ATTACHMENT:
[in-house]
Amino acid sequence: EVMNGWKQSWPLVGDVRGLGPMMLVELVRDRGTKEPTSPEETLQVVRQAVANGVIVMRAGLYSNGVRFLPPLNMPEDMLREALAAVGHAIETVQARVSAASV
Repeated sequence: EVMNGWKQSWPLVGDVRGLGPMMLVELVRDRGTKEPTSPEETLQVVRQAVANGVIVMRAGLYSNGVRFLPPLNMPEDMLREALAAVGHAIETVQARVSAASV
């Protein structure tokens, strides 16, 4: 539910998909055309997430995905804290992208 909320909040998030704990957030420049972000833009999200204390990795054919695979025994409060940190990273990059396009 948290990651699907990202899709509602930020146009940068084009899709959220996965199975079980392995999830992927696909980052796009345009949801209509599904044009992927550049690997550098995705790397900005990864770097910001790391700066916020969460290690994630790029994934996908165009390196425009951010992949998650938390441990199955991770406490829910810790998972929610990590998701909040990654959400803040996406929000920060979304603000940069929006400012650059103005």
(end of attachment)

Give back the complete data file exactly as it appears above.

[in-house]
Amino acid sequence: EVMNGWKQSWPLVGDVRGLGPMMLVELVRDRGTKEPTSPEETLQVVRQAVANGVIVMRAGLYSNGVRFLPPLNMPEDMLREALAAVGHAIETVQARVSAASV
Repeated sequence: EVMNGWKQSWPLVGDVRGLGPMMLVELVRDRGTKEPTSPEETLQVVRQAVANGVIVMRAGLYSNGVRFLPPLNMPEDMLREALAAVGHAIETVQARVSAASV
């Protein structure tokens, strides 16, 4: 539910998909055309997430995905804290992208 909320909040998030704990957030420049972000833009999200204390990795054919695979025994409060940190990273990059396009 948290990651699907990202899709509602930020146009940068084009899709959220996965199975079980392995999830992927696909980052796009345009949801209509599904044009992927550049690997550098995705790397900005990864770097910001790391700066916020969460290690994630790029994934996908165009390196425009951010992949998650938390441990199955991770406490829910810790998972929610990590998701909040990654959400803040996406929000920060979304603000940069929006400012650059103005």